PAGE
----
2021 Financial Goals
Another year, another round of goal setting!
Let’s get after it!
Financial goals – our power is in the “why”
For years on this site, I mean years, we’ve set financial goals to keep ourselves accountable.
2021 will be no exception…
Here are some recent major milestones including some significant learnings and changes by the decade below:
Our goals are becoming rather easy to set each year because our “whys” for saving and investing are crystal clear:
- We save money and invest our money to deliver future financial independence.
- We believe saving today, with some compounding power already on our side, will provide many financial options in the coming years.
Simple, but effective we think!
Is semi-retirement within reach?
I mean, we have a ways to go for sure but with 2020 markets rebounding like they did (geez…nobody saw that coming – in a pandemic no less!), last year was yet another reminder to stay the course with our investing plan.
That investing plan is:
- Keep savings automated – money is easily dedicated for investment purposes inside registered accounts.
- Invest in mainly low-cost, diversified ETFs for diversification. This complements our basket of existing stocks.
- Do not interrupt the compounding work inside our portfolio.
The basic rule of compounding comes in four words: never interrupt it unnecessarily.
You can visit a very recent version of My Financial Independence Plan here.
To realize that FI plan, we’re going to lift some content from it for 2021 financial goals. Here you go:
I can’t control our investment returns to ensure they are “within historical results” but I can control the following contributions and debt liabilities – so in 2021 we will:
- Max out contributions to our Tax Free Savings Accounts (TFSAs).
- Max out contributions to our Registered Retirement Savings Plans (RRSPs).
- Continue to pay off our mortgage.
- Initiate a larger emergency fund to start semi-retirement with.
The “whys” behind these goals are clear to us:
Max out contributions to TFSAs – by investing in low-cost, diversified ETFs inside these accounts (along with our existing Canadian dividend paying stocks) we hope to gain both growth and diversification beyond Canada’s borders. I’ll share some of the purchases I made recently in some upcoming posts.
I also played with some calculators recently on this account subject and it wouldn’t surprise me one bit, to know that some individual investors now have >$100,000 inside their TFSAs today (that’s TAX FRE MONEY folks!) if they have invested wisely inside account since account inception.
Should you keep investing inside the TFSA, even assuming the contribution room does not increase with inflation as the program should, you can see some tremendous wealth can be gained from this account alone with time.
Since inception, here are the annual and cumulative limits assuming no withdrawals over that period were made:
|Year||TFSA Annual Limit||TFSA Cumulative Limit|
Conceivably, some couples might be well over $200,000 right now in combined TFSA assets. Doesn’t that just blow your mind??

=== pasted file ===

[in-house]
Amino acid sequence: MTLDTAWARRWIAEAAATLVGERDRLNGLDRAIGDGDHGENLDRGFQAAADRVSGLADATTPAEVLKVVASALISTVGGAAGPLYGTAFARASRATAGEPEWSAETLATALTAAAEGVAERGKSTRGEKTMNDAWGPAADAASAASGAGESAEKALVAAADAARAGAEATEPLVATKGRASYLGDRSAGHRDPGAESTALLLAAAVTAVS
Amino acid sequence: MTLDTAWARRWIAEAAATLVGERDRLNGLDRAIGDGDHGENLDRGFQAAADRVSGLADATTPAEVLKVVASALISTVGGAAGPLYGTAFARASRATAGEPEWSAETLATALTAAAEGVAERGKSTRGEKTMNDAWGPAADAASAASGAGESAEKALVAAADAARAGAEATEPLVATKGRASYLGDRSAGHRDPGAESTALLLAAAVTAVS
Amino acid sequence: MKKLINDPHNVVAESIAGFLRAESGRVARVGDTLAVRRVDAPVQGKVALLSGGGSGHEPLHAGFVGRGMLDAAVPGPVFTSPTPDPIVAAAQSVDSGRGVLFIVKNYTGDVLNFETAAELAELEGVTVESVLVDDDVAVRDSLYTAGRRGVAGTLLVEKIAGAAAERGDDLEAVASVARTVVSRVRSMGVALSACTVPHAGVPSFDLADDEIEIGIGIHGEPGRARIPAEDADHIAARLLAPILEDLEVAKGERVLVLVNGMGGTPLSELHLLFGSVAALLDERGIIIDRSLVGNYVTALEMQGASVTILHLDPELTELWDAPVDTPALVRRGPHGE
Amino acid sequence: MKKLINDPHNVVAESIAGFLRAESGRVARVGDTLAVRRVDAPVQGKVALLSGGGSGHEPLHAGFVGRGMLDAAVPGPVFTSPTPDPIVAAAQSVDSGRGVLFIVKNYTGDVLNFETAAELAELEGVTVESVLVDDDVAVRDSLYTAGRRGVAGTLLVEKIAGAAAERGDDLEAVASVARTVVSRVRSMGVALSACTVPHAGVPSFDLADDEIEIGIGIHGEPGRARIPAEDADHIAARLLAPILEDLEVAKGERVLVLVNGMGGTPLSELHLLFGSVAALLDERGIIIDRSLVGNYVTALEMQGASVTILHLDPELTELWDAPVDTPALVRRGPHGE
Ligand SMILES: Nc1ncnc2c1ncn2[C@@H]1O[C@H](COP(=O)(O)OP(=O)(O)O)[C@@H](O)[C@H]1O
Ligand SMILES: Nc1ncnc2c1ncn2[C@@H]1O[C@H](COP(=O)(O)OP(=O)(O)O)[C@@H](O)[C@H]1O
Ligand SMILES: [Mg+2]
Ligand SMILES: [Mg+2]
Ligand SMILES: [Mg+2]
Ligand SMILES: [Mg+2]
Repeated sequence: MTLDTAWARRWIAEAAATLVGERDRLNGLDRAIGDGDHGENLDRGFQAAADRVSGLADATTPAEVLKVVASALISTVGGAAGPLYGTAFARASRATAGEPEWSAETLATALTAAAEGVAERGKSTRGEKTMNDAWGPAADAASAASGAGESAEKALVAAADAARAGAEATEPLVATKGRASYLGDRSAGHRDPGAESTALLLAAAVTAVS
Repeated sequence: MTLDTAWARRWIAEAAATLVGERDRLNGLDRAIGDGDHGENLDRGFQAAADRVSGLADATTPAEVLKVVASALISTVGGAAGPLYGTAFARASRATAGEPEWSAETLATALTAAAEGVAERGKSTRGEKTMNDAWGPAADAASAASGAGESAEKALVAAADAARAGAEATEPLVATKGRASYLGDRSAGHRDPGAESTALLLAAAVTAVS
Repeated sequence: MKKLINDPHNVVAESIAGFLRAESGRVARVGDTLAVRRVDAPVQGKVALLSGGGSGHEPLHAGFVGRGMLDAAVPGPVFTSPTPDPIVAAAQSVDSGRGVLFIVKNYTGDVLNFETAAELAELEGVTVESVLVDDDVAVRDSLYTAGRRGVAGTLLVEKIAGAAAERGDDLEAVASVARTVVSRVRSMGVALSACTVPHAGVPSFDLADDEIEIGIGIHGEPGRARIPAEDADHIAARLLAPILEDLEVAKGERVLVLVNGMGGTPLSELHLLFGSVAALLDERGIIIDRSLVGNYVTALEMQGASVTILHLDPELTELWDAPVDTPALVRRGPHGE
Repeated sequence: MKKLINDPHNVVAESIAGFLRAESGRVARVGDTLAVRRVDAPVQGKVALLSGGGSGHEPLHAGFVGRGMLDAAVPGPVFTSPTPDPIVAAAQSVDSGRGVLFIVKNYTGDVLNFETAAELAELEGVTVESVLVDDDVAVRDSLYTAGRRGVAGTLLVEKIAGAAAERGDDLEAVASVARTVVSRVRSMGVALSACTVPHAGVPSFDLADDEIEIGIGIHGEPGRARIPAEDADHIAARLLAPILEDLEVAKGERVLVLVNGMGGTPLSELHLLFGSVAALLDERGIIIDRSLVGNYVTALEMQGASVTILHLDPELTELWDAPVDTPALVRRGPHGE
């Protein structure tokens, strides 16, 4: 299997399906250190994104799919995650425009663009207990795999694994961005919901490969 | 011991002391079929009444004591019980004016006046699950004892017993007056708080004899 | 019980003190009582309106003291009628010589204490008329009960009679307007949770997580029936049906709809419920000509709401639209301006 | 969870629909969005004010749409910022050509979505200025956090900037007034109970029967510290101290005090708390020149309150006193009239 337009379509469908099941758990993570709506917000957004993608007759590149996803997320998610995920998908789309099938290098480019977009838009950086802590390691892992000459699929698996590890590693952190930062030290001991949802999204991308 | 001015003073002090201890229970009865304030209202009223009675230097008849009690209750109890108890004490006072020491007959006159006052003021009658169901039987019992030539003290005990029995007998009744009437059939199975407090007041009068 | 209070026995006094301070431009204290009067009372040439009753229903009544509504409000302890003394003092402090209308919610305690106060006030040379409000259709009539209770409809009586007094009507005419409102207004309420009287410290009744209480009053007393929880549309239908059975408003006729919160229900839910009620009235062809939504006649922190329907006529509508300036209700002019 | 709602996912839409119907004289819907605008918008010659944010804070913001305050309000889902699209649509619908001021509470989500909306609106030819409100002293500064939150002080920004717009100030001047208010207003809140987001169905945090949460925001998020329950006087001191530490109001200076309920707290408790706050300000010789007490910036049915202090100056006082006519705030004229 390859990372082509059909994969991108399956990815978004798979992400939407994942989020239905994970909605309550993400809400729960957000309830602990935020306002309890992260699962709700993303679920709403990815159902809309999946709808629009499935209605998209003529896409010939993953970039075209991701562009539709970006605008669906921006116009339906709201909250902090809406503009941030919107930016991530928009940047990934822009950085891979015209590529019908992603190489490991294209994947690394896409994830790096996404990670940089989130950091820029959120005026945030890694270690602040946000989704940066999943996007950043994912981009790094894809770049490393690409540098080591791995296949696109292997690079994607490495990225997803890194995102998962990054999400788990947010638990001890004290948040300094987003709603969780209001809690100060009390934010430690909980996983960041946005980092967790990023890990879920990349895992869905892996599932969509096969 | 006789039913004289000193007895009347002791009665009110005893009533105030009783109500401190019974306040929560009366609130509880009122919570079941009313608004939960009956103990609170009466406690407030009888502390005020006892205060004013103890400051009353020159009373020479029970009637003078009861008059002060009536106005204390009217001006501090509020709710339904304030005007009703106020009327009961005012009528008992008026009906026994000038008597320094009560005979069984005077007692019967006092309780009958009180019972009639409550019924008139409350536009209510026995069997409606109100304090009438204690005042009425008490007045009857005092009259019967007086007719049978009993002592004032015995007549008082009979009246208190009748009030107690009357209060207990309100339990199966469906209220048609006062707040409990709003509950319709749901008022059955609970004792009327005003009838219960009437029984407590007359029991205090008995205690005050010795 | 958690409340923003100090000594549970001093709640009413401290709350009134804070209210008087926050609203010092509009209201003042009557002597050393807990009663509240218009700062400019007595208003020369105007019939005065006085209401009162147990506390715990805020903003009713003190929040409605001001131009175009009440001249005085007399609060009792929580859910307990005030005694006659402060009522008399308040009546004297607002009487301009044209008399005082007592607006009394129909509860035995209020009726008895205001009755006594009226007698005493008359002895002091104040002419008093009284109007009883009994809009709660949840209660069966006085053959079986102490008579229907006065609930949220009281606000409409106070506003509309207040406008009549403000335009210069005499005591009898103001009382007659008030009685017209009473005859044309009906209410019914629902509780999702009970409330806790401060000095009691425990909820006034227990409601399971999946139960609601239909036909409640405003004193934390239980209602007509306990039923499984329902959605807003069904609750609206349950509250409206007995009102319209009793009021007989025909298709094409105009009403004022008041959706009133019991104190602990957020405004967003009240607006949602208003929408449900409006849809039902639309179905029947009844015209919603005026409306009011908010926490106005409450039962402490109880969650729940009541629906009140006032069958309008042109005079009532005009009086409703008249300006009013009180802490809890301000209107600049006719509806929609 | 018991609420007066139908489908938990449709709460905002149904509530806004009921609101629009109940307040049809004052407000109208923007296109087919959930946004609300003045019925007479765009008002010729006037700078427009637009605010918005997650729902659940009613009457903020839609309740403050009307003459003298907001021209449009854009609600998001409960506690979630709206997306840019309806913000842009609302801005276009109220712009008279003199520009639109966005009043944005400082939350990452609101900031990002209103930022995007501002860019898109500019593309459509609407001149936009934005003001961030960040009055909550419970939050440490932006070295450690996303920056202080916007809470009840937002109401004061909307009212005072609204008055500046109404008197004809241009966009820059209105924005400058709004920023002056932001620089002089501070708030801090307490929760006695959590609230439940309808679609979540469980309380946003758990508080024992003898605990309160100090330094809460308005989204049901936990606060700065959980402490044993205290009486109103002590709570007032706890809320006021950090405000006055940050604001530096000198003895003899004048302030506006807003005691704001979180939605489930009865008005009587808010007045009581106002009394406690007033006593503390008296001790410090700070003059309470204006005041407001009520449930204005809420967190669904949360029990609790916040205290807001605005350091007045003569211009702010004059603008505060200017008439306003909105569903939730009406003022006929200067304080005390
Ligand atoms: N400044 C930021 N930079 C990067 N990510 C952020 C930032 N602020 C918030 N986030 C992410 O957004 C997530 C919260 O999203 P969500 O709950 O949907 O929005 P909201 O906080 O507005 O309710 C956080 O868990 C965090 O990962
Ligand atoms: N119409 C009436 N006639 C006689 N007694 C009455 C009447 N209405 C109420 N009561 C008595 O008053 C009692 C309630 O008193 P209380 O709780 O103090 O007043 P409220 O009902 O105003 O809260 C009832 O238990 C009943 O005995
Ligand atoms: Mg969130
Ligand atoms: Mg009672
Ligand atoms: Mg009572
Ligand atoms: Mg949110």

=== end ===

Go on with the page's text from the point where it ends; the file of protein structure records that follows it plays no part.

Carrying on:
Check out this free calculator and more on my handy Helpful Sites page.
Max out contributions to RRSPs – unlike years past, we’re making investments inside our RRSPs an explicit goal this year because we’re fortunate to have both RRSP accounts maxed out right now. When new RRSP contribution room comes our way (we’ll likely have enough saved up by March 2021 to contribute meaningful funds), we hope to be ready to contribute to that tax-deferred account as much as possible.
Even though we both have workplace pensions in our future (mine is defined benefit (DB), my wife’s is defined contribution (DC)), we believe having RRSPs full of investments will provide some of that desired financial flexibility we’ve been working hard towards for the last 20 years.
Continue to pay off mortgage – I think it goes without saying that this must occur but we’re also making some small lump-sum contributions to our mortgage a few times per year. We do that because, well, we can.
In the coming 3-4 years, without any mortgage debt, we’ll have financial options….
Initiate a larger emergency fund to start semi-retirement with. This goal may be controversial on the site by readership! Bring it on 🙂 Ha.
For years, we’ve kept our emergency fund at this steady amount.
However, in the coming years, we’ll want to grow that fund. There are a couple of reasons for that:
- As we age, $hit will happen. I know the last thing I want to do, as I get older, is go back into more debt if or when a major financial emergency hits.
- A reminder to readership we are 100% equity investors. No bonds. No fixed income. No GICs. Nada. This means if the stock market goes down, in bunches, our portfolio value is likely to dive down with it. That said, I want to have some money on hand to invest when market calamity hits – eventually it will again. I’ve trained my investing brain to buy more stocks when they are on sale. You should too.
- Our goal is to have ~1-years’ worth of basic living expenses “banked” for semi-retirement. I figure if we’re getting closer to working on our own terms, or at least making full-time work a decision point that we want to continue, then might as well be as financially ready as we can… #FIWOOT and not FIRE.
“There is a close logical connection between the concept of a safety margin and the principle of diversification.” – Benjamin Graham
You got it Ben!
We have a plan in place to approach semi-retirement in the coming years. Of course, the future is far from certain. So, we’ll save some money and have some fun with what’s leftover throughout 2021.
I will keep you posted about any new milestones or changes – so you can tailor your own plan accordingly.
Thanks for reading and let me know what comments or questions you might have. Happy to answer them as best I can. I’ll update our progress as the year moves along.